One of the odd things about life is that it ends, and I’m not talking about death. The end of a lifetime is one thing, but every few years life seems to hit a reset button and completely rearrange itself. You find yourself in a new city. You’re surrounded by mostly new people. You kind of miss what used to be familiar, except that thing no longer exists.

The challenge right now is that I really like this familiar.

Earlier today, Chris and I got lunch at the pho place nobody knows the name of. They have pork and beef banh mi sandwiches there for only three bucks, and you get a nice big sandwich too. I swear, it’s the best thing to eat in Isla Vista for when I’m hungry and low on cash. That seems to be a pretty common scenario these days.

Chris and I got to swap ideas and just see how each other’s brain works a little bit more.

I can confidently say that Chris has had a serious positive influence on my life. We’re really different, just the way we go about and approach different situations. He challenges me, but in the good way, where he makes me double think my own communication style. He’s a great example of what it means to be consistent across different aspects of life.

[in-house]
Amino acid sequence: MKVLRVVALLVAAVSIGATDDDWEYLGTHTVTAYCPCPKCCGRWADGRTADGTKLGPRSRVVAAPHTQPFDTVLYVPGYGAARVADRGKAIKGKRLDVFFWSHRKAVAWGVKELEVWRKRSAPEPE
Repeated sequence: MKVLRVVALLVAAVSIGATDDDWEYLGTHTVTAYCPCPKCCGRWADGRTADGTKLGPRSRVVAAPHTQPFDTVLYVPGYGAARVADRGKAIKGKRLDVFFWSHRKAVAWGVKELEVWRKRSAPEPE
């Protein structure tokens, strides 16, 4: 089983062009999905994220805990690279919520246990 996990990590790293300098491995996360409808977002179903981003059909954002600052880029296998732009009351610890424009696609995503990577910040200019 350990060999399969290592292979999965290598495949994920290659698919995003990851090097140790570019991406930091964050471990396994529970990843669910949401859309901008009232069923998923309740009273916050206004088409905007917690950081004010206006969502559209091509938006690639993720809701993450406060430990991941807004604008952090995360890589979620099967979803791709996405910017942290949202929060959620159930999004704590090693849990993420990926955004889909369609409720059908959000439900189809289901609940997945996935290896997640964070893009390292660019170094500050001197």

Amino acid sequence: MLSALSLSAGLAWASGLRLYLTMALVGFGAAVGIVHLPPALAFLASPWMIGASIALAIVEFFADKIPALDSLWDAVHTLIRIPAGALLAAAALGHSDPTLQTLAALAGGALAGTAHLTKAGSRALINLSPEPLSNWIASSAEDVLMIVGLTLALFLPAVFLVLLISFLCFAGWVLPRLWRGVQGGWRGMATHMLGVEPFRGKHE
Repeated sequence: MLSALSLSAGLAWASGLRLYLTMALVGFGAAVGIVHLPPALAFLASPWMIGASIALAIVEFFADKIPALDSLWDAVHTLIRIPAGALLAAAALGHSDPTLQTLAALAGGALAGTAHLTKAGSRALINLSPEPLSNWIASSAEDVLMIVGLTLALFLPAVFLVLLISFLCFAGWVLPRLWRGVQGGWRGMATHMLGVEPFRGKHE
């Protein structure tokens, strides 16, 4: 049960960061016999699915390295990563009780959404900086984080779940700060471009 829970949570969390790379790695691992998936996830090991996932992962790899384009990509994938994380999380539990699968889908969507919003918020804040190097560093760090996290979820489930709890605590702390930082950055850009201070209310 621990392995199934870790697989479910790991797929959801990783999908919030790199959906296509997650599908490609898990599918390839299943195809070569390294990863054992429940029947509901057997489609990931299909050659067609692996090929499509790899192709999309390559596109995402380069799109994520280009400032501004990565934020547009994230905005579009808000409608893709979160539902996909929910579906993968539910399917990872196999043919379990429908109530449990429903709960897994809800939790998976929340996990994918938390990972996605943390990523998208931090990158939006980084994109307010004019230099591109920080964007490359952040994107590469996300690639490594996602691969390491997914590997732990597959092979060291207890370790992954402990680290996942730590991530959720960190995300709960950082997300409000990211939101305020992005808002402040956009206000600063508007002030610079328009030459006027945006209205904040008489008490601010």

When this year started the other week, it occurred to me that I’ll be ending it in a completely different way than it begins. I’m a full-time student now, but who knows what I’ll be up to at the end of the year. It’s definitely something I haven’t thought about too much, something I haven’t thought about as much as I probably should have.

Graduation is months away, but still. My interests are pretty entrenched in the present. In my little college town where anything can happen.

To be honest, it’s kind of unusual that I haven’t given my next steps a whole lot of thought. I think it’s because my current steps are still so enthralling.

It’s hard to imagine how soon everything will be coming to an end because right now, all appears to be teeming with life. Right now, it’s all about making my way around on a slate colored bike from one friend’s apartment complex to a little bistro to campus to the Love Dungeon, our attention getting nickname for the dilapidated house I share with seven good friends.